• making sure that children and young people do not attend if they or a member of their household has symptoms of coronavirus
  • promoting regular hand washing for 20 seconds with running water and soap or use of sanitiser and ensuring good respiratory hygiene by promoting the catch it, bin it, kill it approach
  • cleaning more frequently to get rid of the virus on frequently touched surfaces, such as door handles, handrails, tabletops, play equipment and toys
  • minimising contact through smaller classes or group sizes and altering the environment as much as possible, such as changing the layout of classrooms
  • reducing mixing between groups through timetable changes, such as staggered break times or by introducing staggered drop-off and collection times

 

If my child is eligible, is it compulsory for them to attend school?

We strongly encourage children and young people in the eligible year groups and priority groups (such as children of critical workers) to attend, as requested by their school or college, unless they are self-isolating or there are other reasons for absence (such as shielding due to health conditions).

 

You should notify your child’s school or college as normal if your child is unable to attend so that staff are aware and can discuss with you.

 

Parents will not be fined for non-attendance at this time.

 

Should I keep my child at home if they have an underlying health condition or live with someone in a clinically vulnerable group?

 

Children and young people who are considered extremely clinically vulnerable and shielding should continue to shield and should not be expected to attend.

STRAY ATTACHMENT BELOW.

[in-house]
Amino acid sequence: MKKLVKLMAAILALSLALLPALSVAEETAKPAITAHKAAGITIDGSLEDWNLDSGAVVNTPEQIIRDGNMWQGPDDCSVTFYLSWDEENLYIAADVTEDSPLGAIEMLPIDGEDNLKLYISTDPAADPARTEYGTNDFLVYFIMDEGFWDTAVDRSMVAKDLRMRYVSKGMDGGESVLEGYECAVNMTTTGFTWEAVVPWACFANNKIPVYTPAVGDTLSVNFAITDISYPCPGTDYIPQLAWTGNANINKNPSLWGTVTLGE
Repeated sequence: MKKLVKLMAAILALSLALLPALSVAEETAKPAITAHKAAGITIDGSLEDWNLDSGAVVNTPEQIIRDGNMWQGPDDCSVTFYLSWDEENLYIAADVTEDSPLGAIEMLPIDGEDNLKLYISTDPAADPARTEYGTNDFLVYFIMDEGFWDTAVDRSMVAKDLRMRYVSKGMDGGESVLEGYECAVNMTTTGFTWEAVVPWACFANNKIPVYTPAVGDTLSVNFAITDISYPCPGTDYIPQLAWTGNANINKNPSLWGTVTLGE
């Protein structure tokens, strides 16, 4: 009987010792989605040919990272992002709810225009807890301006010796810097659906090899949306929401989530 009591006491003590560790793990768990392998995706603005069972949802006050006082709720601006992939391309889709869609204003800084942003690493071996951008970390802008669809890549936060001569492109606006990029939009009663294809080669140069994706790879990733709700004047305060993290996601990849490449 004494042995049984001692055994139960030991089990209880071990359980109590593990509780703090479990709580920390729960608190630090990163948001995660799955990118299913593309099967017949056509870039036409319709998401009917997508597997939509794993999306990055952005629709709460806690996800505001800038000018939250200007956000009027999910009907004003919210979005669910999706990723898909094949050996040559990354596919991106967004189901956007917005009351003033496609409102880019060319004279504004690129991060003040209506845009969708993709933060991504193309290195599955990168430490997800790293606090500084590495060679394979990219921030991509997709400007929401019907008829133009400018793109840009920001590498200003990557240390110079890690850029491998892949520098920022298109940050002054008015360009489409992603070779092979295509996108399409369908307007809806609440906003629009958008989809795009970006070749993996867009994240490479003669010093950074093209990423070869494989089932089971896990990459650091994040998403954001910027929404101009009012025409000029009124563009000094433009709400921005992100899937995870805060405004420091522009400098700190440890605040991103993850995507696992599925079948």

Clinically vulnerable (but not clinically extremely vulnerable) people are those considered to be at a higher risk of severe illness from coronavirus. A minority of children will fall into this category, and parents should follow medical advice if their child is in this category.

 

Children and young people who live in a household with someone who is extremely clinically vulnerable and shielding should only attend if stringent social distancing can be adhered to and the child or young person is able to understand and follow those instructions.

 

Children and young people who live with someone who is clinically vulnerable (but not extremely clinically vulnerable) as defined in the social distancing guidance and including those who are pregnant, can attend.

 

Will education be provided as normal to children and young people who are attending?

 

Education settings still have the flexibility to provide support and education to children and young people attending school in the way they see fit during this time.

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Schools and colleges continue to be best placed to make decisions about how to support and educate their pupils during this period. This will include:

  • consideration of pupils’ mental health and wellbeing
  • assessment of where pupils are in their learning in order to make any necessary adjustments to their curriculum over the coming weeks
  • prioritisation of high needs groups and support for those in transition years

 

Schools and colleges should use their best endeavours to support pupils attending as well as those remaining at home, making use of the available remote education support.

 

How should my child travel to and from their childcare, school or college?

Children, young people and parents are encouraged to walk or cycle where possible and avoid public transport at peak times. 

 

Will school meals be available for children and young people who are in school?

Schools should provide meal options for all children who are in school, and meals should be available free of charge where pupils meet the free school meal eligibility criteria.

The provision of food vouchers for those eligible under the benefits criteria will also continue to be available where needed for those not attending.

 

Will childcare, schools and colleges keep their usual opening hours?

It is possible that some settings will make changes to their start and finish times or introduce processes for drop-off and collection times to keep children and families safe.

Start and finish times will be clearly communicated to parents and carers alongside any other new arrangements.

 

The full document can be found here:

https://www.gov.uk/government/publications/closure-of-educational-settings-information-for-parents-and-carers/reopening-schools-and-other-educational-settings-from-1-june